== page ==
Jha’Quan Jackson, Tulane: The undersized (5’9/190) big play threat displayed an explosive trigger off the line to put vertical pressure on defensive backs with the ability to abruptly stop, put his foot in the ground, and come back to the ball. Separation came easy for him. Made multiple incredible catches adjusting his routes on the fly to account for inaccurate passes. Need to evaluate his toughness; seemed timid before contact and dropped passes as a result.
 
Marcus Rosemy-Jacksaint,  Georgia: Great change-of-direction to create separation rapidly especially underneath. Sharp cuts when breaking his route, and uses his length to his advantage. Juggled some balls throughout the week with some drops, so need to evaluate his hands.
 
Ryan Flournoy, SE Missouri State: Tall, well-built WR, well-built legs, notably long arms, and room for growth. Good acceleration in space and adjusted his route to underthrown ball. Struggled mightily to get off press all week.
 

TIGHT ENDS

 
Jared Wiley, TCU: A former high school quarterback that a back surgery almost ended his career. He proved he can be a weapon for an NFL offense at the practices. His frame almost surprises you (6’6/253) when looking at how fluid of an athlete he is. There is work to be done as a blocker, but he has an upward trajectory and the tools are there to develop into a starting NFL tight end.
 
Theo Johnson, Penn State: He measured in at 6’6/250+ and was the second fastest player at the position according to Zebra Technologies. He looks the part, especially when he catches the ball vertically up the seam. Notable acceleration in space considering size. Takes long strides to cover ground. Impressive hip fluidity when dropping weight on underneath routes. Good hand placement as a blocker, but needs a better push. Slow as a puller. Needs to find more ways to separate from safeties in man coverage. Massive catch radius combined with speed will create matchup nightmares at the next level.
 
Ben Sinnott, Kansas State: Was the best athlete of the bunch, showing incredible twitch and ability to re-direct as he plants his foot in the ground and drops his weight with ease. Long strider in space who can be utilized as a viable deep threat at the next level. Good toughness on contact to fight through jams. He’s going to be an attractive prospect to teams that like to move their F-tight end around often. His ability to get open and catch the ball was already known, but it was his ability to hold up in the trenches that was impressive.
 
Brevyn Spann-Ford, Minnesota: The biggest of the bunch (6’7/267) is not going to break any speed records but Spann-Ford displayed soft hands in the end zone and understands how to use his frame to box out much smaller defenders. He’s a smooth and controlled route runner, which can hide some of the speed shortcomings at that size.
 
AJ Barner,  Michigan: A vertical threat in the passing game with notable foot speed. Physical throughout his route and will fight for the ball. Need to evaluate his hands as he had some drops throughout the week.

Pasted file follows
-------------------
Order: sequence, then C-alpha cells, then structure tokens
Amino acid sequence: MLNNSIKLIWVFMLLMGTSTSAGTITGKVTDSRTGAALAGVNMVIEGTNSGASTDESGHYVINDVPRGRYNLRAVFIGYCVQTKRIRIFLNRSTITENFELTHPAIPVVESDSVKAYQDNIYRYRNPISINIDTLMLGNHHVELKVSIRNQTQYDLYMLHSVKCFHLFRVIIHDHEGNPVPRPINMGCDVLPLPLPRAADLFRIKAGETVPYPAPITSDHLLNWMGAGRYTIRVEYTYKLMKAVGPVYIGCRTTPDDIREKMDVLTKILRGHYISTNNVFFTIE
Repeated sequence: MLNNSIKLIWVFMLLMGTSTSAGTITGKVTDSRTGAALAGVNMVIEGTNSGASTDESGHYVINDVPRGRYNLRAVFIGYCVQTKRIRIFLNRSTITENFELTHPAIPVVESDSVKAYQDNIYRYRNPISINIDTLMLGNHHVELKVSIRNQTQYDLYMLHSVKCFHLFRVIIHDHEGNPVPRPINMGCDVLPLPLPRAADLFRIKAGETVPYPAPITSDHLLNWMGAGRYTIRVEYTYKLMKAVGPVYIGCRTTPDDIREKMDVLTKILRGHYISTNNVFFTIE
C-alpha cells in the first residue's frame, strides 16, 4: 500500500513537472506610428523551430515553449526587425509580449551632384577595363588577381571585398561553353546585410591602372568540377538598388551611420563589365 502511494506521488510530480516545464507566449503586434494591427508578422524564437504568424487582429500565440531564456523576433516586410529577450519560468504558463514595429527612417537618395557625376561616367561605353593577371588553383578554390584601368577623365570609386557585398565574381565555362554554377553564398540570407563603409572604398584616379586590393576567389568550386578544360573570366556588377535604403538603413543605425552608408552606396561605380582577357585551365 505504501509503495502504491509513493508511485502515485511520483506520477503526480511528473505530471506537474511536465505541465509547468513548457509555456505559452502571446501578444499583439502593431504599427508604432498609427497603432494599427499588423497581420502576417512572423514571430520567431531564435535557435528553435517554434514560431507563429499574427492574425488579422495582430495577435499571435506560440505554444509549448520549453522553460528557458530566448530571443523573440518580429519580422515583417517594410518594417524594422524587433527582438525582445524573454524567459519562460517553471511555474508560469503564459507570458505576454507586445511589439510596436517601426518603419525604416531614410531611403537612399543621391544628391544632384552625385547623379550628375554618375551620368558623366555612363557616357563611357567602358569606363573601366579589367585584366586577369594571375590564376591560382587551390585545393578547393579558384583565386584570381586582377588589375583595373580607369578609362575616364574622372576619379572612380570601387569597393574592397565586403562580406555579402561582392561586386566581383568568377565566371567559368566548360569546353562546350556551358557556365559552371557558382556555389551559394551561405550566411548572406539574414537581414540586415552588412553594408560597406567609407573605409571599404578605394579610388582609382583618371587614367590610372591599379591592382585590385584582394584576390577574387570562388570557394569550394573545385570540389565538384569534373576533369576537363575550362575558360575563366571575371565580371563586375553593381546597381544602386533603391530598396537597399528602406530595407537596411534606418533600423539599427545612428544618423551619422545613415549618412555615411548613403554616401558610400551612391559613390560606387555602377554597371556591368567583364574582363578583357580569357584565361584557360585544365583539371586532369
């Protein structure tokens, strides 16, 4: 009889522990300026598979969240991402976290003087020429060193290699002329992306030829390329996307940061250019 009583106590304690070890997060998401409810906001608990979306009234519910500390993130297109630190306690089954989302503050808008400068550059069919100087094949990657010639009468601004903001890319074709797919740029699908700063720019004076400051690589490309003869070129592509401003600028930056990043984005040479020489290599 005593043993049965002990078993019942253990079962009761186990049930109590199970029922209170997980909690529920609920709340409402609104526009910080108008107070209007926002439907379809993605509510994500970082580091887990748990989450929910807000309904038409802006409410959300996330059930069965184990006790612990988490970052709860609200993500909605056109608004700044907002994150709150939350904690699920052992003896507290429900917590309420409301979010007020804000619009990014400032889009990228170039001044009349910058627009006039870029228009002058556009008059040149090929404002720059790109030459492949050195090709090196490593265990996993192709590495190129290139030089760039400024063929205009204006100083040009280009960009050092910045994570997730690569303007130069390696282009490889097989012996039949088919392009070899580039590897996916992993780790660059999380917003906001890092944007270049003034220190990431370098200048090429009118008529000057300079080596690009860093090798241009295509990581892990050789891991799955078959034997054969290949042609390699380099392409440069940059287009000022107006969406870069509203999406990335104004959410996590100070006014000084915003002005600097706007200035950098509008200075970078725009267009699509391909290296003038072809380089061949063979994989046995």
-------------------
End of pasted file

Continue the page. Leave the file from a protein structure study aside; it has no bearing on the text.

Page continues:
Raheim Bell, Florida State: His size will keep him out of a traditional tight end role, but this is a guy who has 94 career catches and 85 career carries. He brought credence to the idea he can play both fullback and move-tight end roles at a high level. His speed and power as a blocker were noteworthy. As a receiver he showed decent burst off the ball and was a good  target on short throws. He struggled to make contested and difficult catches downfield. There was a tendency to round off routes.
 

OFFENSIVE TACKLES

 
Tyler Guyton, Oklahoma: His movement traits, size, and raw hand-ability will be a great starting point for a guy who does not have as much game experience as others. Even though he did not do enough to put that early round one grade on him, he clearly has quality starter upside at a premium position that several teams need.
 
Kingsley Suamataia, BYU: He brings a skill set that is somewhat raw and not completely NFL-ready. But it’s hard to argue against his immense upside. He has a few of the technical components to pass protection down and displayed a solid anchor. His run-game push can be dominant. He needs consistency and better pad level at the next level. 
 
Taliese Fuaga, Oregon State: Displayed solid agility and set points to beat speed rushers on the edge and drive them farther than they are trying to go. Displayed strong hands that can lock defenders out when he lands them. As a run blocker Fuaga showed a level of push at the point of attack that can make a real difference.
 
Patrick Paul, Houston: Massive offensive tackle prospect with long arms and an ideal midsection. Rapid feet and sufficient agility in individual drills. Great bend in his waist. Need to see a more powerful punch when engaging.
 
Roger Rosengarten, Washington: It was easy to see why he joined his former Huskies' teammate Troy Fautanu in entering the draft. His recovery tactics and lower body techniques were up there with the best in this group.